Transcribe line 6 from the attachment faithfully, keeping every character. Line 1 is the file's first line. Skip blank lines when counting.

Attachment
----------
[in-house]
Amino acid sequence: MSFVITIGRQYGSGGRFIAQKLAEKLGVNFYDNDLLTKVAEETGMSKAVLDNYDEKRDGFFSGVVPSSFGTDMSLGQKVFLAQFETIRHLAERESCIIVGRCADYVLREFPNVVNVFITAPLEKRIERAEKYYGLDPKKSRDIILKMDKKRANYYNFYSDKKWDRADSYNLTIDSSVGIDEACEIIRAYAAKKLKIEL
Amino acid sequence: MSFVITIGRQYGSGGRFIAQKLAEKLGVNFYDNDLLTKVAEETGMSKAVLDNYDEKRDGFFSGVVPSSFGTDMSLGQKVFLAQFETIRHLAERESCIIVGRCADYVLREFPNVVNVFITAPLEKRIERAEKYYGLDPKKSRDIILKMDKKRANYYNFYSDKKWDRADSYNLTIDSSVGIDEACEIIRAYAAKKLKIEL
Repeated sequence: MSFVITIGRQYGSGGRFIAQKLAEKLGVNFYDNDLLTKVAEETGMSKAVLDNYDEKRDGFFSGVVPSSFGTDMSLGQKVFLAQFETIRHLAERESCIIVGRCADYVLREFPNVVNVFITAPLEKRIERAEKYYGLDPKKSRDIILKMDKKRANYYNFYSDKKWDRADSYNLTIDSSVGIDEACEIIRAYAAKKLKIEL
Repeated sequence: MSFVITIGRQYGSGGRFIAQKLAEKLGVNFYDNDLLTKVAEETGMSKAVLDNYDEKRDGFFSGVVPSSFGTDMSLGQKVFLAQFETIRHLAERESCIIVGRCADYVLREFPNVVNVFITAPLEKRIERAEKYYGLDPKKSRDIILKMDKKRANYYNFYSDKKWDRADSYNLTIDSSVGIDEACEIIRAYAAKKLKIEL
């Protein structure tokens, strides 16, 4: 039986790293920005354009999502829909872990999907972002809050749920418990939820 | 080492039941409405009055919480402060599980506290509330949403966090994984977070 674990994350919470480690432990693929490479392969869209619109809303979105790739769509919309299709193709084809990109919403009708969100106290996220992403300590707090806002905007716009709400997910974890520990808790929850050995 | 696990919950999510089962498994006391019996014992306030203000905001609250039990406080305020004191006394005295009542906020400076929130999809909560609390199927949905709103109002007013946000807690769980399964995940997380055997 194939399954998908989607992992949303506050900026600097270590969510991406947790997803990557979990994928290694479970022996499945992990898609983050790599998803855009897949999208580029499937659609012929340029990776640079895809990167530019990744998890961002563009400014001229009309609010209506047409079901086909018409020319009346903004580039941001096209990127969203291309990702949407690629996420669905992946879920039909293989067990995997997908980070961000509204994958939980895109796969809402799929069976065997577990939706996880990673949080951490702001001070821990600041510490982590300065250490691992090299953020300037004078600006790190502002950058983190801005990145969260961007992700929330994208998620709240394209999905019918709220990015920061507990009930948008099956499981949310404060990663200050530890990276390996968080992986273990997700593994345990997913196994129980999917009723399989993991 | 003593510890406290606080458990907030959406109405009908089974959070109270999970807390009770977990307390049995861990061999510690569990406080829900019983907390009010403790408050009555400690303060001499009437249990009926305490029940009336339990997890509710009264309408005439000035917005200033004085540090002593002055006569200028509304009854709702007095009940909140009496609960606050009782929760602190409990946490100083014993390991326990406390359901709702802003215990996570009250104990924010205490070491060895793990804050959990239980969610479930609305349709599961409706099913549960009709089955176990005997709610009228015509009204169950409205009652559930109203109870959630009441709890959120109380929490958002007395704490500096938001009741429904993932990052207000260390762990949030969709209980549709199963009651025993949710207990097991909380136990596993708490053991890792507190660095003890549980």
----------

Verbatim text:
């Protein structure tokens, strides 16, 4: 039986790293920005354009999502829909872990999907972002809050749920418990939820 | 080492039941409405009055919480402060599980506290509330949403966090994984977070 674990994350919470480690432990693929490479392969869209619109809303979105790739769509919309299709193709084809990109919403009708969100106290996220992403300590707090806002905007716009709400997910974890520990808790929850050995 | 696990919950999510089962498994006391019996014992306030203000905001609250039990406080305020004191006394005295009542906020400076929130999809909560609390199927949905709103109002007013946000807690769980399964995940997380055997 194939399954998908989607992992949303506050900026600097270590969510991406947790997803990557979990994928290694479970022996499945992990898609983050790599998803855009897949999208580029499937659609012929340029990776640079895809990167530019990744998890961002563009400014001229009309609010209506047409079901086909018409020319009346903004580039941001096209990127969203291309990702949407690629996420669905992946879920039909293989067990995997997908980070961000509204994958939980895109796969809402799929069976065997577990939706996880990673949080951490702001001070821990600041510490982590300065250490691992090299953020300037004078600006790190502002950058983190801005990145969260961007992700929330994208998620709240394209999905019918709220990015920061507990009930948008099956499981949310404060990663200050530890990276390996968080992986273990997700593994345990997913196994129980999917009723399989993991 | 003593510890406290606080458990907030959406109405009908089974959070109270999970807390009770977990307390049995861990061999510690569990406080829900019983907390009010403790408050009555400690303060001499009437249990009926305490029940009336339990997890509710009264309408005439000035917005200033004085540090002593002055006569200028509304009854709702007095009940909140009496609960606050009782929760602190409990946490100083014993390991326990406390359901709702802003215990996570009250104990924010205490070491060895793990804050959990239980969610479930609305349709599961409706099913549960009709089955176990005997709610009228015509009204169950409205009652559930109203109870959630009441709890959120109380929490958002007395704490500096938001009741429904993932990052207000260390762990949030969709209980549709199963009651025993949710207990097991909380136990596993708490053991890792507190660095003890549980």